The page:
I've missed Italy for 12 years. My first and last visit more than a decade ago is still vivid in my mind— the charming romance (and pungent smell) of the Venice canals; the timeworn sampietrini streets and solemn, soaring cathedrals of Rome; the dizzying sensation on the final step of the Leaning Tower of Pisa. I've been meaning to get back, but, as they say, life gets in the way.
Lucky, then, that the next best thing might just be five miles away. Sequestered in Uptown Park is a little slice of the Mediterranean in the form of Hotel Granduca, a boutique, palazzo-style, six-story hotel with serious old world charm. The 122-room property, constructed in 2006, is something of a darling of the travel industry, earning accolades from Forbes, Conde Nast Traveler, and TripAdvisor.
After a recent staycation at Granduca, I can see why. Greeted by thick palms, ornamental topiaries, a statue of Adalberto Malatesta (the 16th-century Italian duke for whom the hotel is named), and a grand portico entrance, it's not a stretch to believe you're actually in Italy from the moment you pull up the circular drive—especially if there's a Ferrari in the valet line.
Things get even more European inside thanks to intricate mosaic tile and patterned wood floors, antique carpets, candelabra chandeliers, rich drapery, exposed beams, hand-painted murals, and plenty of interesting art—including framed drawings of historic architecture and actual mounted suits of armor. One Saturday evening, a lounge singer perched at the lobby's grand piano singing Sinatra.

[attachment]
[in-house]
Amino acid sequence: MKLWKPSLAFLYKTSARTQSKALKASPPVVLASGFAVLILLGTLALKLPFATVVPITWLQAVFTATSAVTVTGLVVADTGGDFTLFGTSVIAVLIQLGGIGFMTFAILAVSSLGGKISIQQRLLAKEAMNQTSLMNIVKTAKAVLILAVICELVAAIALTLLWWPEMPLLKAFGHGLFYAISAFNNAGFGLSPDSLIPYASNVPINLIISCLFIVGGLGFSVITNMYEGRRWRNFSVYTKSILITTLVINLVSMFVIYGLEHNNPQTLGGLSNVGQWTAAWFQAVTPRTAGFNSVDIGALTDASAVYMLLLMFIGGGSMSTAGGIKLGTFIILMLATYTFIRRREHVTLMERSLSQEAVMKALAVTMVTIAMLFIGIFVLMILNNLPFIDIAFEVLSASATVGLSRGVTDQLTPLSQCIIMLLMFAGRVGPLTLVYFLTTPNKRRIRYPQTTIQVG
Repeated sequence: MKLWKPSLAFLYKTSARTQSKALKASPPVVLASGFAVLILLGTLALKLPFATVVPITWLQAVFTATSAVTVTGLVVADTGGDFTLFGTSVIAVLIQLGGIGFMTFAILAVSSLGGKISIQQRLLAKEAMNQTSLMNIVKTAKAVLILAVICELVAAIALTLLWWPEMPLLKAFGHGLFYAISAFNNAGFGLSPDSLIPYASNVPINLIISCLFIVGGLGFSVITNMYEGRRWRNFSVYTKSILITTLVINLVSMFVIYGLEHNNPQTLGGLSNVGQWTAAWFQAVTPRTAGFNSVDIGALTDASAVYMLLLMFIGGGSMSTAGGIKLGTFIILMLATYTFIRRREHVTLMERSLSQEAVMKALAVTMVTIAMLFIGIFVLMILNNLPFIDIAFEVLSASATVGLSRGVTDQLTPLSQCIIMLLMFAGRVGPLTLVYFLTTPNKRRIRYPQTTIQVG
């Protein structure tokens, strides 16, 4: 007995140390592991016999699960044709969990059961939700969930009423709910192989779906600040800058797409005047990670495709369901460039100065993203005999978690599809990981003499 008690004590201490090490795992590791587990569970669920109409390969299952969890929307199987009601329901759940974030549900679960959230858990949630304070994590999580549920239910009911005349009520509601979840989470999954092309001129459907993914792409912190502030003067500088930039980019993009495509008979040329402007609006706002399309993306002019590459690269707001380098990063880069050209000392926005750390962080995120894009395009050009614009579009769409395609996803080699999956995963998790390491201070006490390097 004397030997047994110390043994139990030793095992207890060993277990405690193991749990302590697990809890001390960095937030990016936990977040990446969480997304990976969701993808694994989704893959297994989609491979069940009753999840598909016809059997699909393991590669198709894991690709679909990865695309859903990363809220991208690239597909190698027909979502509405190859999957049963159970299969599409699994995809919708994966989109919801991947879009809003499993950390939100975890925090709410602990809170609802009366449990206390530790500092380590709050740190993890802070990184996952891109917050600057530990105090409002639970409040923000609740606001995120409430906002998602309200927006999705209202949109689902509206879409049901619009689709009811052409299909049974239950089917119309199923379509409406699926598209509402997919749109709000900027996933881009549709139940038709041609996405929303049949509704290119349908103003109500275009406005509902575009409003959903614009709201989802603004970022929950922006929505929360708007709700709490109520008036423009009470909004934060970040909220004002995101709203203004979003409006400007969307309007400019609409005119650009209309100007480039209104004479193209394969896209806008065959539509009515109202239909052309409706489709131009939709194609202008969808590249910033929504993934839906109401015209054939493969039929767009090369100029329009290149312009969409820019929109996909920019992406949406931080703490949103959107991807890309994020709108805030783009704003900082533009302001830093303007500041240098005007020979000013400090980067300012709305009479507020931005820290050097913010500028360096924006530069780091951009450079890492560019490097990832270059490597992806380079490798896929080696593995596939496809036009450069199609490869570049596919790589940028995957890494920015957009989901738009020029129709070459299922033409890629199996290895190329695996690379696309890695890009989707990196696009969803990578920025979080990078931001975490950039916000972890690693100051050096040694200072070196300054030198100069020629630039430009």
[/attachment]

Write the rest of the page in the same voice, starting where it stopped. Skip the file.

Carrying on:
Warmth and elegance continue in the rooms and suites, many of which come equipped with balconies that overlook the pool or grounds. At 825 square feet, the Executive Granduca Suite feels more like an apartment with its separate rooms (kitchen and living/dining area, bedroom, massive bathroom, and room-sized walk-in closet) and not one but two TVs. Little details like fully stocked dish cabinets and bookshelves (with titles like The Maccioni Family Cookbook and Art and Architecture: Tuscany) only enhanced the homey vibe.
But don't be tricked into thinking you should spend all your time in the room. It would be nothing short of a travesty to neglect Ristorante Cavour, the award-winning upscale Italian eatery where acclaimed executive chef Maurizio Ferrarese (whose name—and accent—quickly reveals his origin) holds court. A four-course meal at Cavour is worth the splurge, particularly on special occasions, and it would be criminal to miss out on the velvety cauliflower soup—made all the more decadent with an $18 add-on of imported Sasanian Sturgeon Caviar—or the one year-aged mushroom risotto. Or, for that matter, the melt-in-your-mouth wagyu beef short ribs, the sumptuous tiramisu, or a particularly excellent cup of cappuccino.
To truly feel like you're on an Italian getaway, though, it's imperative to spend as much time as possible by the saltwater pool. Nestled in a courtyard of sorts surrounded by cabanas, verdant palms, columned pergolas, and balconies above, this is where Granduca most resembles a private villa. On sunny days, it's more or less required to recline with a good book in one of the many burnt orange loungers that hem the pool. At night, when there's a breeze, it's best to cuddle up with someone and sip a (generously sized) Aperol spritz while gazing upon the twinkling string lights that criss-cross the terrace and pretending you're far, far away.
After all, a flight to Rome is $984, but rooms at Granduca start at $219.